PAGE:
Get off the beaten path and rediscover Luang Prabang
One of Luang Prabang’s most iconic and impressive structures is being refurbished. The old steel and wooden bridge built by the French in the 1920s when Luang Prabang was part of Indochina is now clocking up a hundred years in age. It used to be only the adventurous and bold who dared to tread its wobbly and precarious planks high above the Nam Khan (Khan River) but now the creaking and loose boards that lined both sides of the bridge have been replaced with one sheet of treaded steel. Now it’s easy to walk over the bridge and explore what the other side of the Nam Khan has to offer. If you want to get away from the main area of town, there are plenty of things to do and see with a totally different vibe. Now, all it takes is an easy stroll on the bridge.
The other bank will take you through villages with shops selling items as diverse as bamboo rice baskets and pink gasoline in glass bottles. Life is simple and much different than in the town, homemade ice-cream sellers on bicycles ply their wares to groups of children playing with kites, the scrap metal collector shows up on his motorbike ready to take any old rusty tin, trays of Mekong river weed like dark green hair are drying outside basic wooden homes and weaving looms can be seen gracing verandas all backed up with an intermittent soundtrack of crowing roosters.
If you go early enough in the morning you may catch a parade of monks at almsgiving crossing the bridge, a stunning photo opportunity. Here’s a tip: tak bat (almsgiving) does not only happen on Luang Prabang’s main street. Long lines of monks on their daily rounds can be seen across the Nam Khan and you will probably be the only one watching. If you prefer a more serene and calm almsgiving experience head over the bridge just before first light to escape the crowds.
On the second intersection after the bridge, a left turn will bring you to a small but very popular wet market on your right. Fruits, vegetables, spices, fresh fish, and produce from the forest such as bamboo shoots and jungle herbs are laid out on low tables for sale. You can also find many different types of rice and dried chilies. Grab a fresh nam oi (sugarcane juice) from the vendor on the right as you go in to slake your thirst. You can spot her tall sticks of fresh sugarcane propped up in buckets to be ground into juice between the gears of an oversized metal mangle.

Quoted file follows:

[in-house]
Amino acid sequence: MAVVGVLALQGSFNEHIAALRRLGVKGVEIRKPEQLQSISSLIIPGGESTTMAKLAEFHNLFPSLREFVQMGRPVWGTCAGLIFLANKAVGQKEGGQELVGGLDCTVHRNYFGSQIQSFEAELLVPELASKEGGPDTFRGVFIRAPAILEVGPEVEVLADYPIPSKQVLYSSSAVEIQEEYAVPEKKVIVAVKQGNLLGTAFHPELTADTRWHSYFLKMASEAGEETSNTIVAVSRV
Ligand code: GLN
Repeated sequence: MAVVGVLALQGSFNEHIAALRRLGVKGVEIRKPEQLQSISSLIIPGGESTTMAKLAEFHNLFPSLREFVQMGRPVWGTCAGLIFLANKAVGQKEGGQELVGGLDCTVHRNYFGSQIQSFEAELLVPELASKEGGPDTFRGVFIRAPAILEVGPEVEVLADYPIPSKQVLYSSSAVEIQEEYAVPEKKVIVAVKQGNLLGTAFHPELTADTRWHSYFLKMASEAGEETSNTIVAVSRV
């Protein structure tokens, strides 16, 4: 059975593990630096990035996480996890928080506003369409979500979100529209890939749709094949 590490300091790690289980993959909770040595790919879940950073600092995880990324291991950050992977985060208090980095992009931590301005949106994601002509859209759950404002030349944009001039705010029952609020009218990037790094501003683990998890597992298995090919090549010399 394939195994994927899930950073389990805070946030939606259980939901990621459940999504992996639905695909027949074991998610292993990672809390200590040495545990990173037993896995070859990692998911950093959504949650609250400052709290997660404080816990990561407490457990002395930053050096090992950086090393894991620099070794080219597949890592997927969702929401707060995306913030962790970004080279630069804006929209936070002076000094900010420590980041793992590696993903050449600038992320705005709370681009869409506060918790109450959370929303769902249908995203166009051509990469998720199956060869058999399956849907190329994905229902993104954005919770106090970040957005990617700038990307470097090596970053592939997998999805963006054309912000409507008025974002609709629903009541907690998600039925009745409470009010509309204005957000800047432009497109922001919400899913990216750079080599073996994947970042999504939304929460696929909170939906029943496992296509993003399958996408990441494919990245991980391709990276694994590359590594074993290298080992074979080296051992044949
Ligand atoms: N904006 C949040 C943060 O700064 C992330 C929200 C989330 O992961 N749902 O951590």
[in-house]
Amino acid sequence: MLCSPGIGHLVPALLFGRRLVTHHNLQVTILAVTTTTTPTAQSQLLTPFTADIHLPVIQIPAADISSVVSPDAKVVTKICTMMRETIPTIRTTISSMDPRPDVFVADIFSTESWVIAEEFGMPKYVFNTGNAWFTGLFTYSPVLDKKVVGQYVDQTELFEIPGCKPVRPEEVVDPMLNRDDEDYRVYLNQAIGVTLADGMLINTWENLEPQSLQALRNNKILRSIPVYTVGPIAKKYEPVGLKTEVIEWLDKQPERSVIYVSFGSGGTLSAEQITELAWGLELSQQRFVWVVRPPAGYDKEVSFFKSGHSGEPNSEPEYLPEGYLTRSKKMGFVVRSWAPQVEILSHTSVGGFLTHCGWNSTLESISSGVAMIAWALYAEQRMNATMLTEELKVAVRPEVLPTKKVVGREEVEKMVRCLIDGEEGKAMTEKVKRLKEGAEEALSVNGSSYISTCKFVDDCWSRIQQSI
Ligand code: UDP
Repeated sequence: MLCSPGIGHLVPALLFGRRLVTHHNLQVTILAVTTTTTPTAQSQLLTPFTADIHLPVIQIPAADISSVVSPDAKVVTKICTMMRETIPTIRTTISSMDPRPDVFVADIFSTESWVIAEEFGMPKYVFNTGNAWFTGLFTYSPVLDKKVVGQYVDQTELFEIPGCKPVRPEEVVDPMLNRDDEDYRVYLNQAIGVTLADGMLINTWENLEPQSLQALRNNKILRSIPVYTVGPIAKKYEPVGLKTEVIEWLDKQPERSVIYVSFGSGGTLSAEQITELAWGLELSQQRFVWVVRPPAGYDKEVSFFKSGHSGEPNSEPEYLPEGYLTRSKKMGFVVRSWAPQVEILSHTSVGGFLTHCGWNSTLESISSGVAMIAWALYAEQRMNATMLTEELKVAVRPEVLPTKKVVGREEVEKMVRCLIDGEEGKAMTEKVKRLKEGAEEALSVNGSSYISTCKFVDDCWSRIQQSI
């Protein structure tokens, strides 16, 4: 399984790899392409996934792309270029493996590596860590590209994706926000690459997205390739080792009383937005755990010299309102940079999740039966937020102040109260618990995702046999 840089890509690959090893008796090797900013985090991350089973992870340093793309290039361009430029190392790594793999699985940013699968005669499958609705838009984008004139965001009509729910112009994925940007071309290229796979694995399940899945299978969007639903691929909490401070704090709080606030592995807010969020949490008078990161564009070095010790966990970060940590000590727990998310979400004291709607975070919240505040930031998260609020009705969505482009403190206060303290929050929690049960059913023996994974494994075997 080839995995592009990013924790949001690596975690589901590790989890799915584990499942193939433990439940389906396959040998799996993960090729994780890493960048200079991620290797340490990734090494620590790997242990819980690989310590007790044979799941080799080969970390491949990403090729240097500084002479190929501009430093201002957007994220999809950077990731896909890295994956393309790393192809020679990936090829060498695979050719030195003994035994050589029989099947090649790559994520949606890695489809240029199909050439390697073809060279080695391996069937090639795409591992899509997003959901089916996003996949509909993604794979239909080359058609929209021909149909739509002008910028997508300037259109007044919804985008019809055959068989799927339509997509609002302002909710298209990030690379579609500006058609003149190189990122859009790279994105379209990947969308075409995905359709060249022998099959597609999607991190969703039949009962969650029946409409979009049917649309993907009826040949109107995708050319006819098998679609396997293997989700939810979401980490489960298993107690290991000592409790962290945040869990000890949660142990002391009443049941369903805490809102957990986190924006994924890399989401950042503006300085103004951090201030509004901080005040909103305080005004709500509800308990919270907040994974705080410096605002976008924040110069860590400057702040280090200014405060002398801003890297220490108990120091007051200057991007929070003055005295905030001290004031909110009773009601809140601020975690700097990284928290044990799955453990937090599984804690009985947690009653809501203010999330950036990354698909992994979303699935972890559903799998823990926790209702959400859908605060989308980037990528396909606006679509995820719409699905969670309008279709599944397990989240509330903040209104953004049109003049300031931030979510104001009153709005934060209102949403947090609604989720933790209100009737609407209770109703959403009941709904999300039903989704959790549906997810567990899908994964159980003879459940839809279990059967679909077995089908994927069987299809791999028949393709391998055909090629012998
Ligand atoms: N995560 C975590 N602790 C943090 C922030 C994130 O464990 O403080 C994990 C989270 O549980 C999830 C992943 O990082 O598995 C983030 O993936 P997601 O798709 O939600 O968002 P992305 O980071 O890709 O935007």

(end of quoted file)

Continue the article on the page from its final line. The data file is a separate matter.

When you take the road past Apsara Rive Droite, be on the lookout for the atmospheric ruined temple on your right, remnants of the Haw invasion in the 1880s. Further up the road as it splits in two, keep to the left, and as you round the bend, you will see a big plot of land. This is the sunset viewpoint at the meeting of the Mekong and Nam Khan. There is a small trail that descends to some large rocks on the shore. These are popular vantage spots for people wanting to commune with nature. You will have a fantastic view of the Mekong and the peninsula. The sun will set straight ahead of you and boats will be bathed in a warm glow as the sun dips below the horizon.
Wat Xieng Lek, further up the road, has a quaint and friendly community. Here there are only three novices and a revered monk that has lived here since age 14 and is said to tell fortunes. If you are interested in temple architecture this could be an interesting trip as there are at least 10 temples to see in the vicinity.
Ban Xang Khong and Ban Xieng Lek are renowned as villages of artisans, especially famous for weaving and papermaking. Here you can see trays of mulberry mulch scattered with bright pink bougainvillea petals propped up to dry, producing the famous saa mulberry paper. As the fibers are long, the paper is strong and is used to make lampshades, formed into books, and painted on. The locals rely on tourism to support their income, as being outside the city it can be harder to make a living. Wood carvings, fine jewelry, and weaving are made locally and sold here.
Heading back in the late afternoon, the last stretch of road before the bridge will be buzzing and getting in full swing for the evening rush. On both sides, sellers offer cooked food, fresh meat and vegetables, lottery tickets, grilled pork skewers, and freshly made on-the-spot roti with condensed milk. The bridge is busy with locals out for a drive as the temperature cools down
Take the lefthand footpath of the bridge back to town. Facing away from the town gives you a view of the gilded hexagon-shaped Wat Pa Phon Phao glimmering in the light of the setting sun and trees cast black shadows on the river. This a literal golden photo opportunity to add to your lasting memories of Luang Prabang.
Lao Airlines flies frequently to Luang Prabang from Vientiane, Bangkok, Chiang Mai, Hanoi, Pakse, and Siem Reap.
By foot or bicycle is recommended
Text BY Anita Preston
PHOTOGRAPHS BY Anita Preston / Evensong Film